Gov. Ron DeSantis’ signing of a bill greenlighting e-scooters in bicycle lanes is a little-known triumph to come out of the 2019 legislative session. It will mitigate certain safety concerns and issues with pedestrians -- particularly the elderly, disabled, and toddlers who populate Florida’s urban sidewalks.
But there is more to be done to shore up scooter safety.
Two days after Sunshine State News ran a June story about e-scooter safety concerns in Tampa, a collision with a semi-truck there claimed the life of a 33-year-old male rider. He was not wearing a helmet and a subsequent obituary said at the time of his death, the victim was engaged to be married and was working as an accountant in Tampa.
There are no regulations anywhere in Florida requiring helmets for scooter riders. A consensus of law enforcement and health care agencies estimate fewer than 5 percent of riders wear helmets.
Nevertheless, the new law, along with the horrifying short history of e-scooter deaths and injuries throughout the country, will help municipal governments regulate the world's most recent transportation fad. At least, to some degree. Prior to the legislation, scooters were restricted to narrow, congested sidewalks and crosswalks, increasing the hazard for pedestrians as well as for riders.
E-scooter deaths have also attracted international attention. On Friday, famous YouTube personality Emily Hartridge, 35, became the first reported e-scooter fatality in Britain when her scooter collided with a truck on a busy London street. The British government is in the process of reviewing laws and public education campaigns around ridership and scooter companies.
Proponents of the fad, including the scooter rental firms themselves, cynically note that per capita deaths are higher with automobiles. But scooters overwhelmingly are ridden in downtown cores where slower vehicular speeds predominate. Injuries are another matter, even as scooter mishaps are underreported.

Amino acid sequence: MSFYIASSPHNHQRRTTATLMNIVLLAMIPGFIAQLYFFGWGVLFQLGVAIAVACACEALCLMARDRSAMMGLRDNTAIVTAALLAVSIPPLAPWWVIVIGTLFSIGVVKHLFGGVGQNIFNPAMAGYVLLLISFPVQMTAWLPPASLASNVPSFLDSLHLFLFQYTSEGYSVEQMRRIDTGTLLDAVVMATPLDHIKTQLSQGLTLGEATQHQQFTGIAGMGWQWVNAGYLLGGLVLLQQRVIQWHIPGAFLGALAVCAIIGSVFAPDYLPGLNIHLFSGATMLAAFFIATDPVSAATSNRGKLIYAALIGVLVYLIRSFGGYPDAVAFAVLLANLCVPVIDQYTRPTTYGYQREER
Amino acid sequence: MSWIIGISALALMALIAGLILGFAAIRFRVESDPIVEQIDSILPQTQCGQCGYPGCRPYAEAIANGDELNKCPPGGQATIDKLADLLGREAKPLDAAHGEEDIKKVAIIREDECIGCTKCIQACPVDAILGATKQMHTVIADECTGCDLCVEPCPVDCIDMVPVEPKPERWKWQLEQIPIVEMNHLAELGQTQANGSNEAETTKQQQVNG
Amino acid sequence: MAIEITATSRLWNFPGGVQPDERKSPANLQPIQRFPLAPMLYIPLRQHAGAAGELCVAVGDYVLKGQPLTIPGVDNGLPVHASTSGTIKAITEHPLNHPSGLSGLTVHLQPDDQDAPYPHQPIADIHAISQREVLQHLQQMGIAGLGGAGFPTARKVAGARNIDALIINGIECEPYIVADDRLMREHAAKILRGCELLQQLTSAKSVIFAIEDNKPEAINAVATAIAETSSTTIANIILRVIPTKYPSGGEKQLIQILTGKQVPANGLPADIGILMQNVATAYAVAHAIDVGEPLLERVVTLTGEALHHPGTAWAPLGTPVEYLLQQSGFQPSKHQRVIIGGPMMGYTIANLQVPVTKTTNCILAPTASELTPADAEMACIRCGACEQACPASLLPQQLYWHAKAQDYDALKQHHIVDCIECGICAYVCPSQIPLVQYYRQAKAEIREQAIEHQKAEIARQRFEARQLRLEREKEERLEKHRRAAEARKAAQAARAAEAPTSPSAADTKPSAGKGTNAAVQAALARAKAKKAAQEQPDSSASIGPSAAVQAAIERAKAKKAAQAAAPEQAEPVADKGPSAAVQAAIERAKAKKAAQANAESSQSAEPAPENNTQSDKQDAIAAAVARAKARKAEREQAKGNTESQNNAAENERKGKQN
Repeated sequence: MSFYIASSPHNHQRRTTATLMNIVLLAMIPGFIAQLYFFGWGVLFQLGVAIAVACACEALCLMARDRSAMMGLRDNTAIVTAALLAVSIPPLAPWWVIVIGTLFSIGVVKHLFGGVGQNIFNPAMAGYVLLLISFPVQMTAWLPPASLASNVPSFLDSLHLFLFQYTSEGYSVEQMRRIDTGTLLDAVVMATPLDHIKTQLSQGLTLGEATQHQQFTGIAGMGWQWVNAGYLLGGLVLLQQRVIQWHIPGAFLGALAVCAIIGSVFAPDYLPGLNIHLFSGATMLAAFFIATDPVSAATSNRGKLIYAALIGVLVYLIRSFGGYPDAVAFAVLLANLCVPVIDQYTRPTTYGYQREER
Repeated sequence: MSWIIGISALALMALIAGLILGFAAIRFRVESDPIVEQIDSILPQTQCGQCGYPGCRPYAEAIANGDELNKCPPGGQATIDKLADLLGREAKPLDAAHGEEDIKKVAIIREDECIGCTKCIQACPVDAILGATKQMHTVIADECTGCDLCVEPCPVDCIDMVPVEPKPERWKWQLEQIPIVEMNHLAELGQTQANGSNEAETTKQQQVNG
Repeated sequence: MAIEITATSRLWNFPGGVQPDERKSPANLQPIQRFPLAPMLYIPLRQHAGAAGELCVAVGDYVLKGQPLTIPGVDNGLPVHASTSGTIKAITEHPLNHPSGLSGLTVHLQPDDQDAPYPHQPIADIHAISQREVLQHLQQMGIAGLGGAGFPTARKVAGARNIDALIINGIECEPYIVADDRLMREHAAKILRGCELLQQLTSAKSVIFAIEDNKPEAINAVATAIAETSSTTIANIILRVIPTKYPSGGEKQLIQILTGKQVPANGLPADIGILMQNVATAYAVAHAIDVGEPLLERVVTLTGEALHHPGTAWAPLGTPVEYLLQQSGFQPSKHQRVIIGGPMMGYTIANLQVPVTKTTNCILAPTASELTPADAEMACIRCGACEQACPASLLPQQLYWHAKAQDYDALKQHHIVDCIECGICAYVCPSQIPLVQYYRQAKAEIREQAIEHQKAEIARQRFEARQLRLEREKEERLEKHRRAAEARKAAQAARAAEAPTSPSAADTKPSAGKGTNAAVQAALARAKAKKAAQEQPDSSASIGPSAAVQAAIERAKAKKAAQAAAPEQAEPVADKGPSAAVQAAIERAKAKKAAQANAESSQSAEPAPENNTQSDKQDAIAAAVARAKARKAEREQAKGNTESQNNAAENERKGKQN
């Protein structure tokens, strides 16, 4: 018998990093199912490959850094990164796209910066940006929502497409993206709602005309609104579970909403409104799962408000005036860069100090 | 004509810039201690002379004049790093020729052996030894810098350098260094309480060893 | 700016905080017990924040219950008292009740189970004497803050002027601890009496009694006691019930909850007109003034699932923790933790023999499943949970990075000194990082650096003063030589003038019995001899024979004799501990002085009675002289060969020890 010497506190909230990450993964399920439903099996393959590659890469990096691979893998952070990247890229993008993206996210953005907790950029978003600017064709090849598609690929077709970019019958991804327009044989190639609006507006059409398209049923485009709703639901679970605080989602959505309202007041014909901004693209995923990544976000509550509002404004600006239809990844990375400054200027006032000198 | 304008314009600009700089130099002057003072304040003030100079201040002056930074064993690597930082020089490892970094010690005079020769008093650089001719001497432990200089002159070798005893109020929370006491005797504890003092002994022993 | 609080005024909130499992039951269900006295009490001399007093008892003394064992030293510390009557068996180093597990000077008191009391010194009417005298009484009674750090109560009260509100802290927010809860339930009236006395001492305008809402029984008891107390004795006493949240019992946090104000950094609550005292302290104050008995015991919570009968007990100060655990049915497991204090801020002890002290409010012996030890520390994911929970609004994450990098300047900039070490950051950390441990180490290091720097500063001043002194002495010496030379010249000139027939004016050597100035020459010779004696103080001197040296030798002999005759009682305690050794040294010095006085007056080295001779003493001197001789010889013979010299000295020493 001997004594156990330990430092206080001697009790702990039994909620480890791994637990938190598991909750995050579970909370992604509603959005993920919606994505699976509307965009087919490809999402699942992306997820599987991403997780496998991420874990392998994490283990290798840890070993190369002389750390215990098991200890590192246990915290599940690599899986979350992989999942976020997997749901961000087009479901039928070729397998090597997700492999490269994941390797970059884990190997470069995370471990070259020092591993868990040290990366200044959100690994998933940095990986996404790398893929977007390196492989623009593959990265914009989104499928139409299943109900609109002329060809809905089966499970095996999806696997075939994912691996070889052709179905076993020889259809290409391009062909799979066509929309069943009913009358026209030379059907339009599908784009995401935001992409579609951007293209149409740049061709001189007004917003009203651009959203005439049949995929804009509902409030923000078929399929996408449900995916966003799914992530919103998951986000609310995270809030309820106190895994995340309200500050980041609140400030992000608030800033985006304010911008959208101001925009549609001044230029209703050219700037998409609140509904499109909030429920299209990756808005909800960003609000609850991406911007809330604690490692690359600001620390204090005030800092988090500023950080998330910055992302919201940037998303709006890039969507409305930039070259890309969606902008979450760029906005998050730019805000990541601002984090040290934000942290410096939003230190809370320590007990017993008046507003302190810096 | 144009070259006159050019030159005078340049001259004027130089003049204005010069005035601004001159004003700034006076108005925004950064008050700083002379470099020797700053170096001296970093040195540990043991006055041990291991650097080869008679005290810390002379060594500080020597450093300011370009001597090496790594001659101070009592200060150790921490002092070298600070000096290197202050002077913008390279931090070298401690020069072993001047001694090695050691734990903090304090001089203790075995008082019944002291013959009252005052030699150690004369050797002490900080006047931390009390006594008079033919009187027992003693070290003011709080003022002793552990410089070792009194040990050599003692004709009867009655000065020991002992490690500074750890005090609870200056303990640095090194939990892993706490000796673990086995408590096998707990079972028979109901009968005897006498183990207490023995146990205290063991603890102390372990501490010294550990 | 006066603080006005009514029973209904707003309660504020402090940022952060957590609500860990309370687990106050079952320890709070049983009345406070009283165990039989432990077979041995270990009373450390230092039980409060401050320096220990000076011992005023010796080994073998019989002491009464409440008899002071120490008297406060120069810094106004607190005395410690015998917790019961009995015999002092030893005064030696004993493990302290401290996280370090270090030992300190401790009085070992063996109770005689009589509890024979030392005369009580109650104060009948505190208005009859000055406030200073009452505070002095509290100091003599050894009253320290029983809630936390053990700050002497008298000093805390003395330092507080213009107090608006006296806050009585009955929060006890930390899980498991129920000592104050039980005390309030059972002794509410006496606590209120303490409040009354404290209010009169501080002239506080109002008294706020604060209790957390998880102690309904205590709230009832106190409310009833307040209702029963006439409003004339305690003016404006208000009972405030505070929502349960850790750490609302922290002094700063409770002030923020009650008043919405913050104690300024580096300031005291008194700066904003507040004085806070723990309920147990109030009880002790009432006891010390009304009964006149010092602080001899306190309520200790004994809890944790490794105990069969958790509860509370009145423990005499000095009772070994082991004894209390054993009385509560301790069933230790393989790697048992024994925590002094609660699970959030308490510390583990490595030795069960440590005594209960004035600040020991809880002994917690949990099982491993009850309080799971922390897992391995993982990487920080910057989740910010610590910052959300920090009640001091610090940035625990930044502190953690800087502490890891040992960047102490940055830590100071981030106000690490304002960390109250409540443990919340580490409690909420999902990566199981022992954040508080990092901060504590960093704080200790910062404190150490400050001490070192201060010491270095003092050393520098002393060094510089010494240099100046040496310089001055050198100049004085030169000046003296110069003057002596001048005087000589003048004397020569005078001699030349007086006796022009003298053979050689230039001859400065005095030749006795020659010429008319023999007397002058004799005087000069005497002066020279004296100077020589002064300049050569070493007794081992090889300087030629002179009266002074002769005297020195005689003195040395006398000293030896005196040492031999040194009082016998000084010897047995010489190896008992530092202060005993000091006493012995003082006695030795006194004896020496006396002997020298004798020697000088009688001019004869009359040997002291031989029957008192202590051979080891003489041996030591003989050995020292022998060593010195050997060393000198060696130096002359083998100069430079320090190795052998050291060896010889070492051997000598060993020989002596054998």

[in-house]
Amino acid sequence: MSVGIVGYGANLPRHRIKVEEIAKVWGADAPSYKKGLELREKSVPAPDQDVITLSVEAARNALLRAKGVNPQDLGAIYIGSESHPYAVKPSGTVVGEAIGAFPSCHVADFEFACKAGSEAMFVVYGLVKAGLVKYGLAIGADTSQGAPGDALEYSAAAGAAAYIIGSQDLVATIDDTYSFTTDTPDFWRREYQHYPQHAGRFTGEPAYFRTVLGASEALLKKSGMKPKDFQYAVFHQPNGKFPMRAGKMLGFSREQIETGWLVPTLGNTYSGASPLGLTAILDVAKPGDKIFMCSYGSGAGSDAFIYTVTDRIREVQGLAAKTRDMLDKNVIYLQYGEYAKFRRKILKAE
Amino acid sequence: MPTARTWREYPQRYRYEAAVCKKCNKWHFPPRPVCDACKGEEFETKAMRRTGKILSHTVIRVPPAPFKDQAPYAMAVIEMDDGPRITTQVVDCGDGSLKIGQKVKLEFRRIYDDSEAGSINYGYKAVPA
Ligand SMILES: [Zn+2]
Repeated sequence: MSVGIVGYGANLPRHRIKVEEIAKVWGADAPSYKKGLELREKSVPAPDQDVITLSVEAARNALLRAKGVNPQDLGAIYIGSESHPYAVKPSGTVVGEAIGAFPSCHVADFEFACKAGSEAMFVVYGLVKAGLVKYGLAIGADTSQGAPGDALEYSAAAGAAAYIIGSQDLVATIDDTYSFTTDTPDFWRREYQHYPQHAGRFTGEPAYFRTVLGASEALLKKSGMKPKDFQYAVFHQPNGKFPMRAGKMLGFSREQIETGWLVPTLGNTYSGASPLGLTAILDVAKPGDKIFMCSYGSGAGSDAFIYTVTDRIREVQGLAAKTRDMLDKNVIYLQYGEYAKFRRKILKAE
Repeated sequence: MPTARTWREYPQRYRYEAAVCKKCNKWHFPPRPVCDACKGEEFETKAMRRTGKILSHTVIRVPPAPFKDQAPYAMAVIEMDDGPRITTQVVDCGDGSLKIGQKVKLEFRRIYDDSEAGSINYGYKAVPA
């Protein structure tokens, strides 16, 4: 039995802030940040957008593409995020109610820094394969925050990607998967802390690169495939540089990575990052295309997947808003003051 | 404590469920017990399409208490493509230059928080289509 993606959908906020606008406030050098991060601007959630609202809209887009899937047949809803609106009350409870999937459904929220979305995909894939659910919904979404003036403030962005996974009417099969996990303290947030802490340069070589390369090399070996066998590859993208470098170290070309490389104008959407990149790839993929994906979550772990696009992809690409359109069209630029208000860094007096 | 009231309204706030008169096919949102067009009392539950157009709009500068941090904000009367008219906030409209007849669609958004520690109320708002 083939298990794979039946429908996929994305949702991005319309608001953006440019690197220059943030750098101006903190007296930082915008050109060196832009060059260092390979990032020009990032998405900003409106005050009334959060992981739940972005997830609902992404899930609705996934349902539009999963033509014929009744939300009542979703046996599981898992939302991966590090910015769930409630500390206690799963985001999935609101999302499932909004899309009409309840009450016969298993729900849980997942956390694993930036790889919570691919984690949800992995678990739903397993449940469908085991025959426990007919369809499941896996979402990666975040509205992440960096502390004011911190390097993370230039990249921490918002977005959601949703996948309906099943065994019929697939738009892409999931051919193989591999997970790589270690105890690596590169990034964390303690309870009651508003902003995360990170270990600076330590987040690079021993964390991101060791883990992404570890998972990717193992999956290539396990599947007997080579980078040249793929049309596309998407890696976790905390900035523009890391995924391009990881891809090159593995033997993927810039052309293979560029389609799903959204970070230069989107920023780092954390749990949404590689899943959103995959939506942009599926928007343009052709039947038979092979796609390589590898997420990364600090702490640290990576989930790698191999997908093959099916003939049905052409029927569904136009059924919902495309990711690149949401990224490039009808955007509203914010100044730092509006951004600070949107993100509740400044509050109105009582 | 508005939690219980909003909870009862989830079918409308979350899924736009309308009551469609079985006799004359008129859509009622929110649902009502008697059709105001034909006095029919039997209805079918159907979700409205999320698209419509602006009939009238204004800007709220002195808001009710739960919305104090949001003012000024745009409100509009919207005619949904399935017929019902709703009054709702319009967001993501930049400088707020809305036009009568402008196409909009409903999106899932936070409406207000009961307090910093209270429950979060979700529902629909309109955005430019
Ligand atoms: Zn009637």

Tampa, ignoring the negative experience of many cities, rushed headlong into the scooter business, partnering with four rental companies. Officials there seemed more preoccupied with scooters not being returned and left to clutter sidewalks than with safety issues.
Last month, Calvin Thornton, bicycle and pedestrian engineer in the City of Tampa Traffic Department, predicted the allowing of scooters in bike lanes will improve safety. He pointed to improving technology and rider experience as other factors in accident prevention.
But Tampa’s matter-of-fact attitude in fixing the mess with tighter regulation has cost one life in the city and countless injuries. Sadly, there will be more. The City Council is scheduled to look at the scooter controversy in August.
In contrast, St. Petersburg has been treading cautiously. Mayor Rick Kriseman reportedly was unequivocally opposed to instituting a scooter program unless the dockless, shareable two-wheelers were permitted in bicycle lanes. Now with the DeSantis signoff, St. Pete has scheduled a scooter agenda item for July 25.
St. Pete Council member Gina Driscoll said the new law is helpful but safety and liability issues remain and must be solved. The scooter rental firms need to accept some responsibility if the city takes on the project.
"More detailed information and counsel from our city attorney are the keys to if and how St. Petersburg sets up a scooter program,” she told Sunshine State News. “We can learn from the experiences in Tampa and other U.S. cities.”
The City of Clearwater adopted a wait-and-see policy as it looked across the bay at Tampa's experience. Officials there have indicated a revisiting of the issue with the relaxed state law.
The City of Miami is cautious as well -- in the midst of a six-month e-scooter pilot program. Interestingly, the program occurs only in the council district of the one member enthusiastic about scooters.
Miami residents so far have mixed reactions: some like the convenience while others are concerned about safety. The scooter companies are fined for every abandoned scooter that causes clutter and must be relocated. Tampa has no such penalty.
Some cities that yearn to attract Millennials believe a scooter program is alluring as that demographic typically fits the rider profile. Driscoll begs to differ: jobs and housing are more critical criteria than a proven-dangerous recreational fad.
The new law by no means is foolproof. Safety, liability, and clutter issues still abound. But the state’s prodigious senior and disabled populations can breathe somewhat easier and the law can, and no doubt will, be strengthened and tweaked as time goes on.
Jim Bleyer, a former reporter at the Orlando Sentinel and Tampa Tribune, writes the Tampa Bay Beat blog.